There are lots of enthusiasts saying that with prudent policy (and the foresight not to build nuclear reactors on fault lines) then nuclear power still offers us the best way out of this hot house orchid environment we're creating. But you'd also have to argue that it requires the right kind of oversight and regulation and the full confidence of people in a strong government. So for that reason, I'm still skeptical. Sure, levees work against floods, but as the people of New Orleans would tell you, they're only as good as the bureaucracies that keep them up to date. Tight-fistedness over the expense for a decent levee system and jurisdiction arguments over emergency response led to the New Orleans catastrophe. Meanwhile, we could hardly trust a free market to take care of safety. In 2010, corporate cost cutting, arrogance and a past contempt for safety regulations at BP offered the backdrop for the Deepwater Horizon explosion. Twenty-one concrete stabilizers are great. Six are cheaper. That ought to be a sobering thought to free-market fundamentalists. Yet nothing sobers people drunk on ideology. Not even a plate of crow.
Japan's government has also become the news. Supposedly, the island is run by a techocrats, not politicians. Who knew? Of course, you should have known, America, because you have 47,000 troops there and have helped run the place, at least militarily, since 1945. Though we didn't exactly colonize Japan, the American influence on political life there is hard to ignore. America's legacy, the article says, is a defanged political class in Japan, which has been led instead by integrated business and bureaucracy. As those sectors wane, no powerful political leadership apparatus has been built in their stead. The New York Times article is fascinating for bringing this up, but it also raises troubling political science questions about what leadership means. What the article seems to tacitly ask for is a grandstanding politician in Japan to mug in front of the cameras to tell people they are going to be all right. But I wonder to what extent that kind of leadership is the invention of the media, especially a cult-of-personality media like the kind we have here in the West. If I were in northern Japan right now, I'd want knowledgeable local leaders telling me the truth, dispensing facts and potassium iodide tablets and not lying to me about the real nuclear threat. The article also posits that Japan might benefit from a strong opposition party making political hay out of the catastrophe to offer accountability. But the Japanese, because of their cultural bias against (and, oddly, their subjugation by) a two-party country, don't really have or want two strong parties of their own.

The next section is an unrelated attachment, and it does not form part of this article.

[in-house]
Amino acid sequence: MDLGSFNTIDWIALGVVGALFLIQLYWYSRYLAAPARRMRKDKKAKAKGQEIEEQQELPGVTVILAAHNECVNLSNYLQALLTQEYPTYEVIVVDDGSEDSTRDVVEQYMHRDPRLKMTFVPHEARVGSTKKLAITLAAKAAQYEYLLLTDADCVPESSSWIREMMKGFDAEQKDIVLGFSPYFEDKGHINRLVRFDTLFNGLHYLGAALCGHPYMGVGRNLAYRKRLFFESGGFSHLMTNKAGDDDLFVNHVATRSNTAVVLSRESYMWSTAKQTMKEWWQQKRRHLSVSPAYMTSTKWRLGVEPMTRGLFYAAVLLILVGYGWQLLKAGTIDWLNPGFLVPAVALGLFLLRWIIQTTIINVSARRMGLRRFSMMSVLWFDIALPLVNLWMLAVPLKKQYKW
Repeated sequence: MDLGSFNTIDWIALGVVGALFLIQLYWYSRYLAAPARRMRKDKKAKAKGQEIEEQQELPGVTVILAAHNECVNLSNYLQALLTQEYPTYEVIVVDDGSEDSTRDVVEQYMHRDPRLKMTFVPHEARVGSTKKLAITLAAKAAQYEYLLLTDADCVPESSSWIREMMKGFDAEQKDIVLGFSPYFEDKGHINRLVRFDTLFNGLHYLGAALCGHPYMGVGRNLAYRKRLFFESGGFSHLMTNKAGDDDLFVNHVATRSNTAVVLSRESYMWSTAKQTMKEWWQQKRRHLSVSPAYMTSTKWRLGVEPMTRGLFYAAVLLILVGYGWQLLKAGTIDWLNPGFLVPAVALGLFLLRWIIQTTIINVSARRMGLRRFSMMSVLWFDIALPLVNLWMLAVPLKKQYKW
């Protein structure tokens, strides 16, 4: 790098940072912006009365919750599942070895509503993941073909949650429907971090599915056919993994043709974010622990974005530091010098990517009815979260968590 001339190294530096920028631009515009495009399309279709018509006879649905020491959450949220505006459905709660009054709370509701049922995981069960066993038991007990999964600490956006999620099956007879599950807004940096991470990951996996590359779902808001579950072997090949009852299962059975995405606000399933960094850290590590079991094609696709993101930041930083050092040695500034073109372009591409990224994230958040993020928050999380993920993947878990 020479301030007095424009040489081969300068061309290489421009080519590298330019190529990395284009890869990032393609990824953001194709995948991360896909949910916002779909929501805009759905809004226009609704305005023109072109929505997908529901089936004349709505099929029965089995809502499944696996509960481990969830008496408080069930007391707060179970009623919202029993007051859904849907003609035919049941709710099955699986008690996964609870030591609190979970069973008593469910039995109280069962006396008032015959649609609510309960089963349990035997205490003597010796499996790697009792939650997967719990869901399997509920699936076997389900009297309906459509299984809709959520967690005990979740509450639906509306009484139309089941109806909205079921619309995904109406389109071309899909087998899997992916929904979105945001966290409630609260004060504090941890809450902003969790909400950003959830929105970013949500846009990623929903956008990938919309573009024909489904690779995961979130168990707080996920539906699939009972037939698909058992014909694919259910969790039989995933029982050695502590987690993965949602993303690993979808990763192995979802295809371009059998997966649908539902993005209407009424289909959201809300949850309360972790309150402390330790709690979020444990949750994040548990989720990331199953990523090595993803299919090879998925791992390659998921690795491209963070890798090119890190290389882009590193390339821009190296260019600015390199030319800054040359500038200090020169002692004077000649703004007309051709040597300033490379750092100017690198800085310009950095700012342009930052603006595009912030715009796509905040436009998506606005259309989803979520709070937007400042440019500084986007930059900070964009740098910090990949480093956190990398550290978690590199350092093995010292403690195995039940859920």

It reminds me again of Katrina. There are people who are still angry that that horrible turn of events in the weather was politicized. (Would Democrats have blamed Noah for the flood?) But if you have ever worked for the government, you know that the tragedy in the gulf was indeed a government failure--a small government failure, that is. You might see a power vacuum in Japan. But was it worse than the one we saw in New Orleans, where citizens in the richest country on earth were left dying in a parking lot for the whole world to see on CNN?
I wanted to send money to Japan, of course, but my favored organization, Doctors Without Borders, was not earmarking for the catastrophe. I wondered why and Slate again offered me some idea: Japan is too rich. The money earmarked for the tsunami might not be used. But it would be restricted and not redeployed, which means it sits in Japan and does nothing. And then if Turkey was ravaged by an earthquake next week, well ... tough titty for Turkey.
I might anyway, just because I feel helpless and hurt for this country, which I visited last year and loved. Helplessness is probably part of the reason we tell stories and overanalyze. Just one of the ways we cope.
The big entertainment news this week was that "True Grit," a film largely shunned at the Golden Globe awards, suddenly leapfrogged over the competition to become the second-most-nominated film at this year's Oscars. Why, you wonder? I submit this answer: Because it was one of the best films of last year! A work that somehow managed to be visually superb, verbally dense (no contractions!) and formalistic, spare, violent, exciting, misanthropic and warmhearted all at the same time. Stuff that was lost on the star fuckers at the Hollywood Foreign Press Association, who call their show the "Golden" Globes, but barely offer a hedge against inflation. Especially star inflation. No, the real surprise is no surprise at all--that the Golden Globes don't count. But you're likely to see a proliferation of more award shows anyway, because unlike the S&P 500 in the last decade, they've actually created some wealth. Especially for Ryan Seacrest.